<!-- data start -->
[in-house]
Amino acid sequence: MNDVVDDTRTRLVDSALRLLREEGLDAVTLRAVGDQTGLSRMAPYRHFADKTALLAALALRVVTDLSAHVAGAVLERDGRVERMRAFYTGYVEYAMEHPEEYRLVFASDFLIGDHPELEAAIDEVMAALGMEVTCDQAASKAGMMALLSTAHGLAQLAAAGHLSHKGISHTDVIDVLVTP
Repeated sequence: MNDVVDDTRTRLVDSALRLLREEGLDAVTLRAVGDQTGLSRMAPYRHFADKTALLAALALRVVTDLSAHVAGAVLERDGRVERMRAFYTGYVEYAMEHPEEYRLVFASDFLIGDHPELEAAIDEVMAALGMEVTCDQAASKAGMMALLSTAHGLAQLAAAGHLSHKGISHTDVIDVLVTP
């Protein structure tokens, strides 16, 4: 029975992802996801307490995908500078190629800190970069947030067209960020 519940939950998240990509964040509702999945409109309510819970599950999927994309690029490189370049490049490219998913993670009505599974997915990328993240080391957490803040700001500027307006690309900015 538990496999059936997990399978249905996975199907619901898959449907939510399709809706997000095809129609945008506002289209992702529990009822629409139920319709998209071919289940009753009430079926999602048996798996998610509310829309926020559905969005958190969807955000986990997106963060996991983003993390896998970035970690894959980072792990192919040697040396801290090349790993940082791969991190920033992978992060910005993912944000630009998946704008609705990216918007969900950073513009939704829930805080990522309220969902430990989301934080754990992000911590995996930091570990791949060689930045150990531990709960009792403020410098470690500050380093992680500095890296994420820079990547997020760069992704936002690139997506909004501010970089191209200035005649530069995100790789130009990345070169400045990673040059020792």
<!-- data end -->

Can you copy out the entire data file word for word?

[in-house]
Amino acid sequence: MNDVVDDTRTRLVDSALRLLREEGLDAVTLRAVGDQTGLSRMAPYRHFADKTALLAALALRVVTDLSAHVAGAVLERDGRVERMRAFYTGYVEYAMEHPEEYRLVFASDFLIGDHPELEAAIDEVMAALGMEVTCDQAASKAGMMALLSTAHGLAQLAAAGHLSHKGISHTDVIDVLVTP
Repeated sequence: MNDVVDDTRTRLVDSALRLLREEGLDAVTLRAVGDQTGLSRMAPYRHFADKTALLAALALRVVTDLSAHVAGAVLERDGRVERMRAFYTGYVEYAMEHPEEYRLVFASDFLIGDHPELEAAIDEVMAALGMEVTCDQAASKAGMMALLSTAHGLAQLAAAGHLSHKGISHTDVIDVLVTP
């Protein structure tokens, strides 16, 4: 029975992802996801307490995908500078190629800190970069947030067209960020 519940939950998240990509964040509702999945409109309510819970599950999927994309690029490189370049490049490219998913993670009505599974997915990328993240080391957490803040700001500027307006690309900015 538990496999059936997990399978249905996975199907619901898959449907939510399709809706997000095809129609945008506002289209992702529990009822629409139920319709998209071919289940009753009430079926999602048996798996998610509310829309926020559905969005958190969807955000986990997106963060996991983003993390896998970035970690894959980072792990192919040697040396801290090349790993940082791969991190920033992978992060910005993912944000630009998946704008609705990216918007969900950073513009939704829930805080990522309220969902430990989301934080754990992000911590995996930091570990791949060689930045150990531990709960009792403020410098470690500050380093992680500095890296994420820079990547997020760069992704936002690139997506909004501010970089191209200035005649530069995100790789130009990345070169400045990673040059020792």